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January 19, 2020

Digital employee or intelligent digital enterprise?

Andrey Sitnikov, TechLab Director at SBER Solutions
Since the advent of Robotic Process Automation (RPA) in 2012, business interest in so-called "software robots" has continued to grow rapidly. This is not surprising given their versatility and relative ease of implementation. But, relegating daily business processes to such "digital employees", are we getting closer to genuine intelligent "digital enterprises", or are we just creating a higher-order daily grind?
In certain cases, RPA, i.e. a software package simulating the interaction with a "real" employee through a graphic interface with all kinds of applications and systems, can drastically increase productivity and reduce the number of errors.

Such robots are able to work simultaneously with several programs, transfer data among them, fill out forms on their own, perform calculations, verify the correctness of "manual" input, and much moreе. Software robots can be relied on to enter primary data into information systems, fill out forms, accept applications, enter counterparties in databases and even chat with clients. Such "digital employee" can take on the most routine, repetitive tasks and perform them almost faultlessly.

Increased speed of business processes, quick return on investment, ease of implementation and scaling down, unbeatable flexibility and compatibility with any applications, all of this is gradually turning RPA into a real driving force behind "digital enterprises." So, this is no wonder that Gartner has estimated that the global RPA market should reach $2.9 billion in 2021.

However, our experience shows that up to 15 such robots might need to be deployed to automate a single business process, whereas the activity of a large company may entail dozens of business processes, and any of them may require at any stage some deviations from the "ideal" model (non-standard application, new software version, non-standard document, etc.) In such case, an operator needs to be involved to make a decision, and upon high workflow, this gives rise to routine tasks necessary to supervise and monitor the robots' actions.

On overly dynamic environment in which RPA must work creates problems. Any change even insignificant for a person (both in the business application interface and the format of incoming data) requires quick reaction and robot reconfiguration.

For an effective implementation of RPA, it is important that business processes be standardized, well documented and well adjusted. Although many advanced management systems are offered in the modern market, the concept of BPMN itself assumes that we deal with "ideal" processes. Unfortunately, this condition is not always fulfilled in real situations.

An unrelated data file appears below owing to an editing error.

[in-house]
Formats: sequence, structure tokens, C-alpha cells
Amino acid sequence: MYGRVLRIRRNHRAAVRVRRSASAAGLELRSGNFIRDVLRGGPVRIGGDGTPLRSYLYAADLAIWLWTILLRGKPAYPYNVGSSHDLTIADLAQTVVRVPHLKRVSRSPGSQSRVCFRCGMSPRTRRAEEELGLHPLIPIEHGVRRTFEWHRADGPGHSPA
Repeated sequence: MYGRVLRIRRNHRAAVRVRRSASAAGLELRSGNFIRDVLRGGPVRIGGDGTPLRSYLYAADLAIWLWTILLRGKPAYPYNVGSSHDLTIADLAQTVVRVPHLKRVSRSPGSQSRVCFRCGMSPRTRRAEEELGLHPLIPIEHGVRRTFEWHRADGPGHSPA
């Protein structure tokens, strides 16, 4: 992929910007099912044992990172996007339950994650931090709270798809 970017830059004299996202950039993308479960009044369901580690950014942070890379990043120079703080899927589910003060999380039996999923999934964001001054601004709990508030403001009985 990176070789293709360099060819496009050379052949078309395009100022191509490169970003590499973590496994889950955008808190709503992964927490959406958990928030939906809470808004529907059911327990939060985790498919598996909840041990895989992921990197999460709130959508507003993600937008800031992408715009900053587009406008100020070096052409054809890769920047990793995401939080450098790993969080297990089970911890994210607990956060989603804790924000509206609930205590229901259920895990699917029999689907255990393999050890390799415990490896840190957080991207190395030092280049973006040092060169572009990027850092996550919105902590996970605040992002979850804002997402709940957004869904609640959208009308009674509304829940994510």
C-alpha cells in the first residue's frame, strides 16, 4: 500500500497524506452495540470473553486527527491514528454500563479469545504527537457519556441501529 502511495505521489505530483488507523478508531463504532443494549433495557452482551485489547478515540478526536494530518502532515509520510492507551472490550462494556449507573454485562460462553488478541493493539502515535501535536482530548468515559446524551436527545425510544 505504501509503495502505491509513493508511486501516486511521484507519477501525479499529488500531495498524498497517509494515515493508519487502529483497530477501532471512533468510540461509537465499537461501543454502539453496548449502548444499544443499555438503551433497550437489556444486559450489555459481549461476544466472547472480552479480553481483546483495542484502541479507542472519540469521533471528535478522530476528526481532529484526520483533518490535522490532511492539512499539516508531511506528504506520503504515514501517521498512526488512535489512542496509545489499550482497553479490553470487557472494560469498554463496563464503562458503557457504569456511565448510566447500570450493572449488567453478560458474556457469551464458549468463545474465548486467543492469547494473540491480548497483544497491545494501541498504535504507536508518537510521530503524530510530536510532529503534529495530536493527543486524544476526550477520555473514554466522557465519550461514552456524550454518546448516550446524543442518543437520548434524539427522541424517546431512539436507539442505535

So, the business community has formulated a clear request for a gradual transition from "local" automation of individual actions even with the use of robot systems or machine learning (ML) and artificial intelligence (AI) to more global systems of intellectual analysis and expertise.

Such system created with the extensive use of ML and AI could not only perform routine operations but also make decisions about what to do in case of deviations from "ideal" models. For example, when the number of customer complaints increase, an intelligent system could conduct an analysis on its own, determine the cause and propose changes that need to be made to the business process.

It should be borne in mind that it takes a lot of time to describe business processes by standard means, and the employees who are assigned this task need to be highly qualified and have considerable experience. We also see here a huge scope for introducing technologies based on MF and AI as they could be used as repositories of ready-made descriptions and standard business process models. This could help small companies solve this problem which is often beyond their capabilities and experience.

Overall, thanks to the development of RPA, ML and AI systems, we can create sufficiently effective "digital employees" that can fulfill routine tasks and increase companies' productivity. But, unfortunately, for now they are only isolated systems operating locally and requiring constant control. They are only for now entry-level employees though "digital" and with the rudiments of intelligence.
Creating a "digital manager", or even better, an "intelligent digital enterprise" is a more complex task requiring the combination of many state-of-the-art technologies in a single system.

Only the synergy that can be derived from such interaction can confer to the system new qualities and achieve a real breakthrough.